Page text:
Lifting the smokescreen from Sunscreen

Having trouble picking the right sunscreen product? Here’s what you need to know about preventing painful sunburns,deadly skin cancers and premature skin ageing.

Written by New York Times | Published: June 25, 2011 12:24:10 am


Are all sunscreen ingredients equally effective? And equally safe? How high an SPF should one choose? Is SPF 60 really that much better than SPF 30? What does “broad spectrum” mean?

And perhaps the most frightening question: Why has the incidence of melanoma,the deadliest of skin cancers,doubled since sunscreens (as opposed to tanning lotions) became popular?

No better time to get the answers to these questions than now as summer sun beats down on you.

Rating sunscreens

First,some facts about sun and current sunscreen labels. There are two kinds of solar rays: short ones called UVB that cause burning and skin cancer and long ones called UVA that cause skin cancer and wrinkling. SPF ratings — the letters stand for sun protection factor — reflect only the extent of protection against UVB. The higher the rating,the longer one can stay in the sun before burning.

But there are two important caveats. First,SPF ratings are based on a rather thick application of sunscreen,not the amount consumers normally use,which is most often a quarter to a half the amount applied in manufacturers’ tests. An adult in a bathing suit should apply about three tablespoons of lotion every two hours,experts say.

Second,above an SPF of 30,which can block 97 per cent of UVB (if used in testing amounts),effectiveness increases by only 1 or 2 per cent. In the way that sunscreens are used in the real world,then,a product with an SPF of 30 actually provides the protection of SPF 2.3 to 5.5,and one rated SPF 50 provides the protection of SPF 2.7 to 7.1,according to a report published in Drug and Therapeutics Bulletin.

UVA,which represents more than 95 per cent of solar radiation reaching the earth,does not figure in SPF ratings. The phrase “broad spectrum” is meant to indicate protection against UVA,but there is no numerical rating for product effectiveness.

Dermatologists suggest choosing only products that are labeled “broad spectrum” and have an SPF rating of 30 to 50. There is no evidence that anything higher than 50 is any better. Apply the sunscreen just before exposure,and reapply it two hours later – it loses effectiveness over time. And even if the label claims the sunscreen is water resistant,be sure to reapply it after swimming or sweating heavily.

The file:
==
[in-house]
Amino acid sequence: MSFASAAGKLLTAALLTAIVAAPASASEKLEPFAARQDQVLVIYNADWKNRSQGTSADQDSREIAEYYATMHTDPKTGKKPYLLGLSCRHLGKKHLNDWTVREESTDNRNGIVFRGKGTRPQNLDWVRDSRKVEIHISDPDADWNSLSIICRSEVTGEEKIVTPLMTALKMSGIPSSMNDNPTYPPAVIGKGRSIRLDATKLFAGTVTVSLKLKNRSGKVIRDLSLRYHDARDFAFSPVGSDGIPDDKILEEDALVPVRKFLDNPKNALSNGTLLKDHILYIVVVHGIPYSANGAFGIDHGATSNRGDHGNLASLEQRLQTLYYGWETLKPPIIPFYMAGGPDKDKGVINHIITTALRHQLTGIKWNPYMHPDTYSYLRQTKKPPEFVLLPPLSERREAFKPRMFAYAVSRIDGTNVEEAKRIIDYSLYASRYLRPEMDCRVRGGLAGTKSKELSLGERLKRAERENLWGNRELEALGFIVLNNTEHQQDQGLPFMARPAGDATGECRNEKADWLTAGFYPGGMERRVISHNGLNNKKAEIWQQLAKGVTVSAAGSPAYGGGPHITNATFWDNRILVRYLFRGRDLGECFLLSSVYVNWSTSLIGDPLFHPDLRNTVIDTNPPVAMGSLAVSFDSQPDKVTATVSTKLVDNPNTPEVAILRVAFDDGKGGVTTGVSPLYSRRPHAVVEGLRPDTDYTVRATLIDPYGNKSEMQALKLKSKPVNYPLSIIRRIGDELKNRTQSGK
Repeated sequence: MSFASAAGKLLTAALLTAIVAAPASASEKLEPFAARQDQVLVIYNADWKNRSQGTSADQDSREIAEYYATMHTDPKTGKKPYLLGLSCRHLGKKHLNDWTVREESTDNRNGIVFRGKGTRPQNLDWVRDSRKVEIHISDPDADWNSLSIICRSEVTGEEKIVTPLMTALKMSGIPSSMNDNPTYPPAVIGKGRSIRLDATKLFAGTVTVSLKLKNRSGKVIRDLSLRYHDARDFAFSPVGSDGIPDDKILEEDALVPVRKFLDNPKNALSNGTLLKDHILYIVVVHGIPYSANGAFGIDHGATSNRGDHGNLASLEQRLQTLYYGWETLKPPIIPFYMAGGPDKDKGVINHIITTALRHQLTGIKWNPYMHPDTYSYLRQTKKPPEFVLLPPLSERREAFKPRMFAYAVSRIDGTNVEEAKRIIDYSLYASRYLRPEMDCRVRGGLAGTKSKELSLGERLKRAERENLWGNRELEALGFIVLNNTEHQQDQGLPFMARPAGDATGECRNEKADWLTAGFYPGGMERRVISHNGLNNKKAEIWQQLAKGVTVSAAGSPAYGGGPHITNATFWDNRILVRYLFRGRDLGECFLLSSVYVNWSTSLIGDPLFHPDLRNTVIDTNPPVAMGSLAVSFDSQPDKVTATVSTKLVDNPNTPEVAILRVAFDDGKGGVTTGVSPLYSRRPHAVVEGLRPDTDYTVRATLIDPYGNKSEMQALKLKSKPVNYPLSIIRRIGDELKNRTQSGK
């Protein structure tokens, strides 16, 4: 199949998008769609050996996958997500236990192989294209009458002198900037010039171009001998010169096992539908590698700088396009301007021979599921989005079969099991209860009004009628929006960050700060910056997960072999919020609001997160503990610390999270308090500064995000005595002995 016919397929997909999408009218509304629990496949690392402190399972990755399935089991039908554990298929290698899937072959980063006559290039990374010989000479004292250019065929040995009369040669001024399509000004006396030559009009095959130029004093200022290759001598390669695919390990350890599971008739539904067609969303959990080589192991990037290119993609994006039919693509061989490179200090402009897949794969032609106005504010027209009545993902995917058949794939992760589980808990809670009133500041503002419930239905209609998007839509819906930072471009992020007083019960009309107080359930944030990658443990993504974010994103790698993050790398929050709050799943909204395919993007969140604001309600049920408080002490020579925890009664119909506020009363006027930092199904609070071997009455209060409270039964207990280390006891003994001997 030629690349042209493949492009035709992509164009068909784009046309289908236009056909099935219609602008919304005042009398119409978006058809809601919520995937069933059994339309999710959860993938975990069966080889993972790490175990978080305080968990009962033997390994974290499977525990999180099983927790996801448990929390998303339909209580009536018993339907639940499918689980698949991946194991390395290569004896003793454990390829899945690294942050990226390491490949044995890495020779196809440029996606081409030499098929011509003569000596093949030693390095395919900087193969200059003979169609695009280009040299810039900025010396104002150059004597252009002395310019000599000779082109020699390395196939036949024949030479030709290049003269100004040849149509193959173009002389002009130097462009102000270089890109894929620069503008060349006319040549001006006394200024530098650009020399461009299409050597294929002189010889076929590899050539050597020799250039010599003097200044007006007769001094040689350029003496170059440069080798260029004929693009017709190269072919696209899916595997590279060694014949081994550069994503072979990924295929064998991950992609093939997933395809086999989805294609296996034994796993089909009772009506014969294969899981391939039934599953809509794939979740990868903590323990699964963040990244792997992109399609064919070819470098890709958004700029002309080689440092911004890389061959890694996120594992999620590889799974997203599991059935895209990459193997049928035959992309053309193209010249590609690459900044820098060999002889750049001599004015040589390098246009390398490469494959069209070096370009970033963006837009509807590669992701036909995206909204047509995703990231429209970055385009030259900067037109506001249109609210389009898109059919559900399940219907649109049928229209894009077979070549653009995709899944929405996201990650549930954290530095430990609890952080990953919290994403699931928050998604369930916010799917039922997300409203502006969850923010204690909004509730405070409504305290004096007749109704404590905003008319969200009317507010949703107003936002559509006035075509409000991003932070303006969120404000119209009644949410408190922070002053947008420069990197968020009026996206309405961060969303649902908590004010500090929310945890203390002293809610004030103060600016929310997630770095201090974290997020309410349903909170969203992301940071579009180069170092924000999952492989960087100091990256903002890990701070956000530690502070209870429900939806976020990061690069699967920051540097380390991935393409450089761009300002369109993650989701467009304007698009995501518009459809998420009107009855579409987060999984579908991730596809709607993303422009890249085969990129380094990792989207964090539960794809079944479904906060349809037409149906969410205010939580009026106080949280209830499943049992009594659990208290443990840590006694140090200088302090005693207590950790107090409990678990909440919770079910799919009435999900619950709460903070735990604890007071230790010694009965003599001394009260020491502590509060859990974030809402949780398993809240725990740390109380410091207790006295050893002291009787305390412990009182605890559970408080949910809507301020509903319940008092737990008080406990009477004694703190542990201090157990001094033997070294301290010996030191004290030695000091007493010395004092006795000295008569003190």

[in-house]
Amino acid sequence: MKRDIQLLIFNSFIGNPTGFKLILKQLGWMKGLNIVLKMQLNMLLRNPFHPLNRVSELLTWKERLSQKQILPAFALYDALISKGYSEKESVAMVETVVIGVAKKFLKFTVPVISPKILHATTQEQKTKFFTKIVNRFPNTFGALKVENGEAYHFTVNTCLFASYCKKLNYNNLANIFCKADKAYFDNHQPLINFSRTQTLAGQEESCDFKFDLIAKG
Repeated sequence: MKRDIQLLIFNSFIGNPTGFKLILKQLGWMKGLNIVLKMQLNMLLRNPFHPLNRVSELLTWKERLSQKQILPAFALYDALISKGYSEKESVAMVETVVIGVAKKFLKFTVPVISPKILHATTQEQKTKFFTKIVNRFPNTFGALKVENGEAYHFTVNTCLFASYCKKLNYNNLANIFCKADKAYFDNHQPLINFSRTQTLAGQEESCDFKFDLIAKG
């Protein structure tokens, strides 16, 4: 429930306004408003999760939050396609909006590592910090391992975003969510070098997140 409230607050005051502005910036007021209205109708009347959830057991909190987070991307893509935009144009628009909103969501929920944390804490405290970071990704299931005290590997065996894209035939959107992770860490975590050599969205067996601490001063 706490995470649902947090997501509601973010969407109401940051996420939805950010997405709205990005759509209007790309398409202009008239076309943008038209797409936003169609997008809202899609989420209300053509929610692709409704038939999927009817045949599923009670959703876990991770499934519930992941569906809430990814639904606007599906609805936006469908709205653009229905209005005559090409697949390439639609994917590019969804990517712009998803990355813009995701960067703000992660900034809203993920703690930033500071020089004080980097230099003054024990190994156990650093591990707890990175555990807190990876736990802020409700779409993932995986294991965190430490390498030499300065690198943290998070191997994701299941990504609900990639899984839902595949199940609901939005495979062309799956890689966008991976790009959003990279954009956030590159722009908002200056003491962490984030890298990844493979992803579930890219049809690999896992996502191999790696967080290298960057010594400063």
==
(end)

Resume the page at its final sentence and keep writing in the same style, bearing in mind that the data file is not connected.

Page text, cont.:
The rise in melanoma has led to fears that sunscreens may actually cause this deadly cancer. But other explanations are more likely. By allowing people to stay in the sun longer,sunscreens have greatly increased exposure to UVA radiation. And many,if not most,victims of melanoma were damaged long before sunscreens became popular. A history of sunburn is a major risk factor for this cancer; five sunburns per decade raise the risk by about threefold.

Another reason for the increase in diagnoses: skin cancer screening and detection have improved greatly in recent decades.

With regard to ingredients,many dermatologists recommend products with micronized titanium or zinc oxide as the most effective sun blockers that leave no white residue on the skin. There is some concern,based on animal studies,that the most popular ingredient in sunscreens,oxybenzone,may disrupt natural hormones,but the scientific evidence is scant.

Another chemical,retinyl palmitate,sometimes listed among the inactive ingredients,has been linked to skin cancers in animal studies.

Because it is converted into a compound that can cause birth defects,it should be avoided by women who are pregnant or likely to become pregnant.

However,although more studies of these possible risks should be done,Consumer Reports concluded that “the proven benefits of sunscreen outweigh any potential risks.”

Seek other protection

The best advice to prevent UV damage is to stay out of the midday sun altogether and to cover up with clothing,a hat and umbrella during the rest of the day even if it is cloudy. Clouds do not block damaging rays.

Keep in mind that UV radiation is reflected off sand and water,intensifying exposure even if you are protected by an umbrella from above.

Ordinary clothing provides a good sun shield when dry (the tighter the weave,the better) but little or no protection when wet. Special sun-protective clothing is costly but works well wet or dry; it is a wise investment for children who tend to stay in or around water for hours. And no matter how well covered up you are,don’t forget to apply sunscreen to your face,ears,neck and hands.

Also,keep in mind that some sun exposure is necessary to maintain a healthful level of Vitamin D.

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